In Value Line's fiscal third quarter, which ended January 31, the company had revenues of $21 million, little changed from a year earlier. For the nine month period, revenues were $63.5 million, little changed from a year earlier. For fiscal Q3 net income rose to $6.7 million for $4.7 million, but for the nine months the change was more modest rising to $17.7 million from $16.4 million last year.
Breaking down the top line, $12 million came from Value Line publications in Q3. Investment management fees for funds that Value Line manages were $8.2 million. Neither line-item moved much from the year before. License fees were small, and rounded out the revenue.
Over the years, Value Line has expanded its services to include mutual fund surveys, options and convertibles data, and a number of institutional products. Corporate and pension funds use Value Line Asset Management and the company earns fees from managing over $3 billion dollars, according to their 10K.
The company has a market cap of $360 million.
Let's turn to Morningstar for the purposes of a contrast. The company is much younger, and later to the investment advisory business, having been founded in 1984. Like Value Line, the company also markets stock, fund and exchange traded fund advisory services for individuals, investment advisors, and institutions.
For the year 2005, Morningstar did $227 million, up from $180 million in 2004. Year-over-year growth of its premium memberships and advisor workstations has been impressive. The company also has an investment consulting business and acts as a registered investment advisor for institutions.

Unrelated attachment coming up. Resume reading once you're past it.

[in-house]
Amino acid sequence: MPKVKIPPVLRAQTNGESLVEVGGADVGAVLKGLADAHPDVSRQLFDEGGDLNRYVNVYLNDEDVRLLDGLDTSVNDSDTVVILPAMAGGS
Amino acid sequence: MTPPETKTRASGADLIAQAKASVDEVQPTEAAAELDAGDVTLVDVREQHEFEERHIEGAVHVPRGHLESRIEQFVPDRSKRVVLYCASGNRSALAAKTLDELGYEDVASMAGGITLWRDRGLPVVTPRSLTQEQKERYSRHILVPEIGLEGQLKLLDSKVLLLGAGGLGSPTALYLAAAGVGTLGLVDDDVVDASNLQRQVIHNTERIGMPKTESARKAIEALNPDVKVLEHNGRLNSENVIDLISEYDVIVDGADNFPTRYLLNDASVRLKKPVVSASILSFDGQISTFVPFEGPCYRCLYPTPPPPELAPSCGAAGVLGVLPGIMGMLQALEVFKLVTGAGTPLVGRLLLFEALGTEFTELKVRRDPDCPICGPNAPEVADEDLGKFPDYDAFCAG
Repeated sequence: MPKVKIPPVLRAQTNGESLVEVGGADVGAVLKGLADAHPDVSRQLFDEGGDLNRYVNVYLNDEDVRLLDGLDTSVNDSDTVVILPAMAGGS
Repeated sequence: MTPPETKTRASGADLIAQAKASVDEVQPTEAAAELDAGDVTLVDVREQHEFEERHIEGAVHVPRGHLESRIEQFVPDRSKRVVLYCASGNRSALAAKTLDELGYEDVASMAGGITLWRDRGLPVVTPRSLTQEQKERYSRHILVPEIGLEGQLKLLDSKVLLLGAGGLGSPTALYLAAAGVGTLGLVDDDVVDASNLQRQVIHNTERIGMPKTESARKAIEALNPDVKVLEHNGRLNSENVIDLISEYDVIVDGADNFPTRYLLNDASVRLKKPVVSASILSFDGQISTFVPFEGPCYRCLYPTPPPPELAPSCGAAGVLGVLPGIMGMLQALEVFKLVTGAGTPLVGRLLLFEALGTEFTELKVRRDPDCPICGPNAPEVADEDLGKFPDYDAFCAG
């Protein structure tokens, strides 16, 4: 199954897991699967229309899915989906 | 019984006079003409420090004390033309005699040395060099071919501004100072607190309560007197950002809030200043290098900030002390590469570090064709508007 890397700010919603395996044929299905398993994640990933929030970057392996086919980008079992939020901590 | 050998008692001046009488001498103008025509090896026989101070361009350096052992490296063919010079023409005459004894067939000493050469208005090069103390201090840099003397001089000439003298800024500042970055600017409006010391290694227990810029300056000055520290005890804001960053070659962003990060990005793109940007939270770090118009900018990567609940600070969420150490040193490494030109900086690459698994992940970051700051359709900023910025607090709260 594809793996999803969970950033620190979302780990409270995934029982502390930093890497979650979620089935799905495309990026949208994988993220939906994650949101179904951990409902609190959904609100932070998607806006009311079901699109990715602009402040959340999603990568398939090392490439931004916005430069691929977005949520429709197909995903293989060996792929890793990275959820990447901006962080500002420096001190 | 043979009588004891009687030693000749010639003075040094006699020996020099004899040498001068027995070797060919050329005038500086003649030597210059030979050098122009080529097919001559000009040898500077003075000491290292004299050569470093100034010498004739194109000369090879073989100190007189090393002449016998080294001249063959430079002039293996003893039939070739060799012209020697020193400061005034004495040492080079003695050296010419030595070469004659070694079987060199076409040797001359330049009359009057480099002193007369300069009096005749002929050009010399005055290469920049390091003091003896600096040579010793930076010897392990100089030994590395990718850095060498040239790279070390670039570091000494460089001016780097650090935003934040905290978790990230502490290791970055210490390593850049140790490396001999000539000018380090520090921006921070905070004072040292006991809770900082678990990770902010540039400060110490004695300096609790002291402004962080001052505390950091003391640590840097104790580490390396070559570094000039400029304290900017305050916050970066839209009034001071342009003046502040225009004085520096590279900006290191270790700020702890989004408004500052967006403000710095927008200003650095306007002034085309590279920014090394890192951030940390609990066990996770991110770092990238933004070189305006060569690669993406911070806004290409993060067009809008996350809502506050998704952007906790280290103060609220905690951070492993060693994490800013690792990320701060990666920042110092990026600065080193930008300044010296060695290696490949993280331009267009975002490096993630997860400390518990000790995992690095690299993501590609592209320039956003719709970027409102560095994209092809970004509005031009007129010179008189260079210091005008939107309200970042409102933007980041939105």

Morningstar has a market capitalization of $1.7 billion and since its IPO less than a year ago the stock has gone from just over $18 to $42. Value Line's stock hit $43 earlier this year and now trades at $36.
This is a great case study of the first guy in the market getting his lunch eaten by an aggressive newcomer. In 2001, Morningstar was losing money on revenue of $91 million, about what the Value Line annual revenue run rate is now. But Value Line's multi-decade head start did not do it much good. Morningstar had operating income of over $46 million in 2005, and there is strong evidence that the number will keep growing.
Value Line's revenues in 2001 were over $98 million, and they have not managed to get back to that number since then.
When Arnold Bernhard died, his daughter, Jean Buttner, took over as CEO. She has done little to distinguish herself. Certainly, she has taken a company with the clear lead in an important segment of the investment market and let the world pass Value Line by.
VALU vs. MORN: Post MORN IPO Performance
Douglas A. McIntyre is the former Editor-in-Chief and Publisher of Financial World where Value Line was a regular advertiser. He has also been the president of Switchboard.com which was the 10th most visited website in the world at the time, according to MediaMetrix. He has been chief executive of On2 Technologies, Inc. and FutureSource, LLC. In the past, he as served on the boards of TheStreet.com and Edgar Online. He does not own securities in the companies he writes about.